Category archives: Humanities & Social Sciences

The marketization of science and the ‘marketization’ of science studies (& 2)

The marketization of science and the ‘marketization’ of science studies (& 2)

Philosophy of science

By Jesús Zamora Bonilla

In the previous entry, I presented some critical thesis by historian Ylva Hasselberg regarding the applicability of economic theoretic tools to the study of the social construction of scientific knowledge. To those claims, I think we can respond with the following arguments. In the first place, we have to make a clear and emphatic distinction […]

Newspaper headlines influence online news search and engagement

Newspaper headlines influence online news search and engagement

Sociology

By Invited Researcher

Author: Martha Villabona works at Centro Nacional de Innovación e Investigación Educativa (CNIIE) of the Spanish Ministry of Education and Vocational Training, where she coordinates the area of multiple literacies. In the digital world, news are multiplying and causing readers to only choose those headlines that most interest them. This does not happen randomly or […]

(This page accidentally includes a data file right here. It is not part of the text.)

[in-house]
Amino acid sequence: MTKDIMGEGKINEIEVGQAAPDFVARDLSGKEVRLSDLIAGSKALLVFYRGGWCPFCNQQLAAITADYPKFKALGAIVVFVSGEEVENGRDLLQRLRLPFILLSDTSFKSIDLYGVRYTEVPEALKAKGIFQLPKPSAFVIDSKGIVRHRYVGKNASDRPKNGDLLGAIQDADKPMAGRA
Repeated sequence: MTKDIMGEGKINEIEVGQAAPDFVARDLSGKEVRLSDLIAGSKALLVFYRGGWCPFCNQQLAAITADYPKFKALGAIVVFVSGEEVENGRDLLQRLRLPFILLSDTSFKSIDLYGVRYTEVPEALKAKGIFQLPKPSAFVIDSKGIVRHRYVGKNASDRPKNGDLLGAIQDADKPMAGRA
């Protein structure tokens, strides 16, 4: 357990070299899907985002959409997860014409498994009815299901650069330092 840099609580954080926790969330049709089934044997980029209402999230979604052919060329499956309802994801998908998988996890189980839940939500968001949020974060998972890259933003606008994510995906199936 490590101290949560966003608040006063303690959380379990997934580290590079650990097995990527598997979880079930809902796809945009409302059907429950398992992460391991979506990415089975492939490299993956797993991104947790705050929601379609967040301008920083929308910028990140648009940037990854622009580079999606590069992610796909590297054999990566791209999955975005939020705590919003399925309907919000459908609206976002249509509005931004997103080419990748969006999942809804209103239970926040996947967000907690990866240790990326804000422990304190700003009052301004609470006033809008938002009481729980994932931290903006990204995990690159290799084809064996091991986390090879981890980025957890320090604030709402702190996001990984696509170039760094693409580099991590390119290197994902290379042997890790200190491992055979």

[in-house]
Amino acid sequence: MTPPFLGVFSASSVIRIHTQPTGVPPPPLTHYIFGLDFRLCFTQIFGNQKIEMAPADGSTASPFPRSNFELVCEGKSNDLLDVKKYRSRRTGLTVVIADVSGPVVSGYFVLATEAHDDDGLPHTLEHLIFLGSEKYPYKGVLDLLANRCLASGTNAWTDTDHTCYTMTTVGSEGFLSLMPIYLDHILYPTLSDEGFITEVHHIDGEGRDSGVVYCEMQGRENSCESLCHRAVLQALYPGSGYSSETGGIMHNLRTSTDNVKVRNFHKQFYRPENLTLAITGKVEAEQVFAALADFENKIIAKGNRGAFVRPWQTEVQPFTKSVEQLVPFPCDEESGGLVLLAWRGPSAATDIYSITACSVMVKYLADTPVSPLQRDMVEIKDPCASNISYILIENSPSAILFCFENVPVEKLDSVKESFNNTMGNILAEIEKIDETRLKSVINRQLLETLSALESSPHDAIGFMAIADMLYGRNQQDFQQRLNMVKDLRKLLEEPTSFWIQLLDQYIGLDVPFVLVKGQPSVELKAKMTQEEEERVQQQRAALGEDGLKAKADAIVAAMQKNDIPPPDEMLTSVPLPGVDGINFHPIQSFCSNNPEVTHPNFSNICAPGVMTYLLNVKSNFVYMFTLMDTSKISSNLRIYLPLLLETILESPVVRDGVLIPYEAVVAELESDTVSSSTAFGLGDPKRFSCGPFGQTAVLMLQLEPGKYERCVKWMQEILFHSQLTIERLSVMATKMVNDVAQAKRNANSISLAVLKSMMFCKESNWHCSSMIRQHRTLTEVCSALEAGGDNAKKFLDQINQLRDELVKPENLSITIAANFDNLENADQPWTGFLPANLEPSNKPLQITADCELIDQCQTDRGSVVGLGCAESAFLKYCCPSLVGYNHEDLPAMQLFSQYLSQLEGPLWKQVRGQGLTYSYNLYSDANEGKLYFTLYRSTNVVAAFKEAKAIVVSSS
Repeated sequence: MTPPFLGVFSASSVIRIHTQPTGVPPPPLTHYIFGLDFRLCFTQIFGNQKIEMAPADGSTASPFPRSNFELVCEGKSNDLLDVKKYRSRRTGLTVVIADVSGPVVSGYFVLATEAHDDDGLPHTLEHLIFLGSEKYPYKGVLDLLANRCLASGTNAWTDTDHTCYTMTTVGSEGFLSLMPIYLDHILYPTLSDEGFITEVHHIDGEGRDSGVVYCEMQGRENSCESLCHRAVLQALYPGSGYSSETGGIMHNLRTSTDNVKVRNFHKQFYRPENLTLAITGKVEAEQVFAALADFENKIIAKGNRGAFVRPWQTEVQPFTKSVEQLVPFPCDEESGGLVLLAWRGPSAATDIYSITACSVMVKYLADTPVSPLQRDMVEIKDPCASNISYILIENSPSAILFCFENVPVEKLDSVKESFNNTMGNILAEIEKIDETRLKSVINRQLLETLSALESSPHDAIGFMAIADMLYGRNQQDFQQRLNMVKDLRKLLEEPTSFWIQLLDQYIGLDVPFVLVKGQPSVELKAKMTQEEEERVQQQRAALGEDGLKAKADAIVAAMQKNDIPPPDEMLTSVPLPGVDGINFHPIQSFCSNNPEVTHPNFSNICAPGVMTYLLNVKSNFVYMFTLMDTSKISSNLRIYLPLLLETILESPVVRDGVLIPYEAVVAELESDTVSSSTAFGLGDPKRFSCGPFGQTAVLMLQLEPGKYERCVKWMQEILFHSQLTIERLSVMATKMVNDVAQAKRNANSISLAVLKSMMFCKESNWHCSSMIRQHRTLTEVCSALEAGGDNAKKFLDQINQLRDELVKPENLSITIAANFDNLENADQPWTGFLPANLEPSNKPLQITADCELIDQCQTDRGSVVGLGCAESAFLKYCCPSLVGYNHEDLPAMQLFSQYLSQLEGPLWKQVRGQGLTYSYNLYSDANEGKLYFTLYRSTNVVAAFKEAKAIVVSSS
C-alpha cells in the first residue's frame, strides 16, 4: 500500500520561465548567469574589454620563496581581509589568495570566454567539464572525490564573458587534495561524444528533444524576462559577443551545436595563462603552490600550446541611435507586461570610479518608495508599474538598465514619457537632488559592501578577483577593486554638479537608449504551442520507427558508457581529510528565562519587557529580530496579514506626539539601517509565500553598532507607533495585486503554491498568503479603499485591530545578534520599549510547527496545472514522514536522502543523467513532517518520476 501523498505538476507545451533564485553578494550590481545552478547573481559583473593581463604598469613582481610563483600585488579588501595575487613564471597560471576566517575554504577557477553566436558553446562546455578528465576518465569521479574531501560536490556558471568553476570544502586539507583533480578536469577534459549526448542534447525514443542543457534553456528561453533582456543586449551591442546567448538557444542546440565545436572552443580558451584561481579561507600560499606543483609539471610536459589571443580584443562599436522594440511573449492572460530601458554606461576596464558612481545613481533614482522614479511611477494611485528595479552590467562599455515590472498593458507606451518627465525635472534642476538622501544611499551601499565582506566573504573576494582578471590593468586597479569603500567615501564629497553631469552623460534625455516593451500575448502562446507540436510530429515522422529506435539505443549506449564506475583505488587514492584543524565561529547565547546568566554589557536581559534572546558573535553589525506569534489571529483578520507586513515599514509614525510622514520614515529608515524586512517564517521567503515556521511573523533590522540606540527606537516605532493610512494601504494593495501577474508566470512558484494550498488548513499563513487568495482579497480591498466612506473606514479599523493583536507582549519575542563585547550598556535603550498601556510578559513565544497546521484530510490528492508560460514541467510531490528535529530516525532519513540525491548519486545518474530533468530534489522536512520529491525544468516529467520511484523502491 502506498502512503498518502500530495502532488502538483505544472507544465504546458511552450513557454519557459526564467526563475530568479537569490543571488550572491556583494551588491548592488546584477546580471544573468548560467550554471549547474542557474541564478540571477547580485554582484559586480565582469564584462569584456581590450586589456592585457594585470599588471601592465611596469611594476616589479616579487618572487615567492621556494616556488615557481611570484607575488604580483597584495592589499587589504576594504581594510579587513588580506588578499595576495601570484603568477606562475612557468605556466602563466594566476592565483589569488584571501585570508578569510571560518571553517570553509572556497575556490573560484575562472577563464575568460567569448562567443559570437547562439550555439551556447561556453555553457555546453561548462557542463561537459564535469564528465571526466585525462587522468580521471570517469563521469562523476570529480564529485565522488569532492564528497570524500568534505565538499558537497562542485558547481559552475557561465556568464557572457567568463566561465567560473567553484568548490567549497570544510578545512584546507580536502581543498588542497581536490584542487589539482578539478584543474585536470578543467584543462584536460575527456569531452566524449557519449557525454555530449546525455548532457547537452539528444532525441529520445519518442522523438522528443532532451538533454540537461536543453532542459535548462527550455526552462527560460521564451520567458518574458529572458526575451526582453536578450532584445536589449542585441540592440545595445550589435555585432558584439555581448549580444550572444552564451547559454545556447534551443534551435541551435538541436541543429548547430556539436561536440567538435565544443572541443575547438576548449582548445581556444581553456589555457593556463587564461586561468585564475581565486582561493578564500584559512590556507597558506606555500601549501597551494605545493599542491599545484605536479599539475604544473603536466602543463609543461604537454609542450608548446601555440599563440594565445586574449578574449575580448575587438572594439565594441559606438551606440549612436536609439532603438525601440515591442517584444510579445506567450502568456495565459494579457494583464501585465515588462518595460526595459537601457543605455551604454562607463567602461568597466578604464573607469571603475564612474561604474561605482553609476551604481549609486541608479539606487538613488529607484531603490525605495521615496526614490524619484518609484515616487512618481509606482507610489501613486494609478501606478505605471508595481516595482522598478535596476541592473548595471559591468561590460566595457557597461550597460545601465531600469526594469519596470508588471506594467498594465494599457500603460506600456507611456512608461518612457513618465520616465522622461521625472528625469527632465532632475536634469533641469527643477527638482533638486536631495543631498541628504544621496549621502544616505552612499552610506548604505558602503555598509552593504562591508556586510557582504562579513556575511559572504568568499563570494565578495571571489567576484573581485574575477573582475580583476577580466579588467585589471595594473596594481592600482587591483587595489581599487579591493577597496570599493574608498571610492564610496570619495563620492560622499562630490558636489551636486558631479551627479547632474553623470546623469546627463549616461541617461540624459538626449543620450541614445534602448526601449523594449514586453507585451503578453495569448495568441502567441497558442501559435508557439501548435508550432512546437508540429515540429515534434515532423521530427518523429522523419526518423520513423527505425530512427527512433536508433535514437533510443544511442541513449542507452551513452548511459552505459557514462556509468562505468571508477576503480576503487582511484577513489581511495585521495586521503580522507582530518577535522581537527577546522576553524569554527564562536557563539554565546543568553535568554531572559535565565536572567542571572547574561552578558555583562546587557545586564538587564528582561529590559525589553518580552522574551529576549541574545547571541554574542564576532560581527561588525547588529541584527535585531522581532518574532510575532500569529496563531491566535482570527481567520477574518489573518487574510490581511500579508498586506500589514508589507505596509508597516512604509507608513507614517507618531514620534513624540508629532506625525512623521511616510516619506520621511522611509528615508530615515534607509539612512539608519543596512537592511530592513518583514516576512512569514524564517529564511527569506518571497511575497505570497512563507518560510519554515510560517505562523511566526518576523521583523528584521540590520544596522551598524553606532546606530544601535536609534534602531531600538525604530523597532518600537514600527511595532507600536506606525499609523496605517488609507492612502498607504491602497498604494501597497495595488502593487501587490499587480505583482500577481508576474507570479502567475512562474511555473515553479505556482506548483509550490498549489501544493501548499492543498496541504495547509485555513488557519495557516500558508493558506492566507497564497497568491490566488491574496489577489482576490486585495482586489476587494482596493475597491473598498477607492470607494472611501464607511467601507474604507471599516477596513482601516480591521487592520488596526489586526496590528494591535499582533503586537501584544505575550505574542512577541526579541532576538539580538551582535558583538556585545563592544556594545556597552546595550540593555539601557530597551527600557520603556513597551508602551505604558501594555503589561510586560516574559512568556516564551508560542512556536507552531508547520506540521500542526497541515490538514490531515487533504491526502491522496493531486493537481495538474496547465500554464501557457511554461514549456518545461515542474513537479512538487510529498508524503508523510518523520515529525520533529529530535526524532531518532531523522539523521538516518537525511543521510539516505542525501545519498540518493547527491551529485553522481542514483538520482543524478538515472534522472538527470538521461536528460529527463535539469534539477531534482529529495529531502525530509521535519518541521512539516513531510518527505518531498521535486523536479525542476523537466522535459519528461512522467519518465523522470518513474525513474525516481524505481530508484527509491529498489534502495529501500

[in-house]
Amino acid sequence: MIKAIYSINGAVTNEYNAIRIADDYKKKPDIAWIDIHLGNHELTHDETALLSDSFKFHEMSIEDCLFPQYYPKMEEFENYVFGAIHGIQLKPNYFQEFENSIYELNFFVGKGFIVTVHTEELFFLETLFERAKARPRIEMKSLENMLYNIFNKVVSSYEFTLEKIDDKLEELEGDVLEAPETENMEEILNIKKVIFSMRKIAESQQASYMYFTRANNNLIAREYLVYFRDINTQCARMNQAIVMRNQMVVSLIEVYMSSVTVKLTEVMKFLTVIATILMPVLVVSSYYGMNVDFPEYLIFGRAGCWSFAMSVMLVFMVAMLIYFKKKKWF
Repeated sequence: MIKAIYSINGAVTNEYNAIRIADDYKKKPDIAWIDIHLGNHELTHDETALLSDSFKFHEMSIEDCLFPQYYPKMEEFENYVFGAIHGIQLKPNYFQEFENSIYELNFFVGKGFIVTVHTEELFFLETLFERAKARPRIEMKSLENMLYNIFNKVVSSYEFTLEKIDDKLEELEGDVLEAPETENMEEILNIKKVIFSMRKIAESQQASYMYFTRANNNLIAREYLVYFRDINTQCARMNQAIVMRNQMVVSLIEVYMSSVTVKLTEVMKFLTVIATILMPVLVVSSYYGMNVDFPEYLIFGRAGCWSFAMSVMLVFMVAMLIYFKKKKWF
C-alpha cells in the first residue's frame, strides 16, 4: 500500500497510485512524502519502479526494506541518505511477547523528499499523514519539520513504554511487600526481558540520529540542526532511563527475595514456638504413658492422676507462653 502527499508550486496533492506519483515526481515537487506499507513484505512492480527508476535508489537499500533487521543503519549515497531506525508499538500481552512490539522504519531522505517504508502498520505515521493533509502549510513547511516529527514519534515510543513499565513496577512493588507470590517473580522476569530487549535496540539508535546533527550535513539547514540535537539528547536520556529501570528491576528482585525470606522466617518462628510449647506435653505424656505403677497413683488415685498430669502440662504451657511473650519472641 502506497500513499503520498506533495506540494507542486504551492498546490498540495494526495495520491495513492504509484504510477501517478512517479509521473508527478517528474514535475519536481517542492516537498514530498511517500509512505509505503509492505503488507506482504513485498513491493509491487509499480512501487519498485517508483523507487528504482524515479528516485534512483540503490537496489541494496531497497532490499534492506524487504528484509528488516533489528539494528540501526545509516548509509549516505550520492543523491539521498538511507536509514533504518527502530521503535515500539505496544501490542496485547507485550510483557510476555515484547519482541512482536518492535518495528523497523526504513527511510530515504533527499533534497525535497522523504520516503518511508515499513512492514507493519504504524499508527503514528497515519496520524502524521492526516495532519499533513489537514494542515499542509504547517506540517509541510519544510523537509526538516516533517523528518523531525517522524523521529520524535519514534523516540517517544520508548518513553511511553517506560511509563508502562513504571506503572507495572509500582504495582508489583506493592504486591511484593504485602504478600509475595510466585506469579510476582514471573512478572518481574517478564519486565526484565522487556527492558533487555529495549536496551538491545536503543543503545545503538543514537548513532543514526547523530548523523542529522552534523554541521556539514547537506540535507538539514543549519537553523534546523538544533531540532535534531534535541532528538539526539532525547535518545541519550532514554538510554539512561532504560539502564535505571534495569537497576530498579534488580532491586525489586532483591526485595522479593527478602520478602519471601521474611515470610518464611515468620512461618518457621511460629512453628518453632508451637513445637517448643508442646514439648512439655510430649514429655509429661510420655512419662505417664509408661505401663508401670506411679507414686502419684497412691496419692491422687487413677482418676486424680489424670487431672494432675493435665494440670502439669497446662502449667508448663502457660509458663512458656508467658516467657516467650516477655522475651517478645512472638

Conspiracy theories: how belief is rooted in evolution – not ignorance

Conspiracy theories: how belief is rooted in evolution – not ignorance

Sociology

By Invited Researcher

Despite creative efforts to tackle it, belief in conspiracy theories, alternative facts and fake news show no sign of abating. This is clearly a huge problem, as seen when it comes to climate change, vaccines and expertise in general – with anti-scientific attitudes increasingly influencing politics. So why can’t we stop such views from spreading? […]

Why emergent levels will not save free will (& 2)

Why emergent levels will not save free will (& 2)

Philosophy of science

By Jesús Zamora Bonilla

In the first entry of this series, I briefly explained Christian List’s attempt to vindicate the ontological and scientific reality of intentional action as a real emergent phenomenon. In a nutshell, intentional, deliberate and often ‘rational’ action is not a fiction (as some skeptics like Alex Rosenberg have defended ), but a totally legitimate inhabitant […]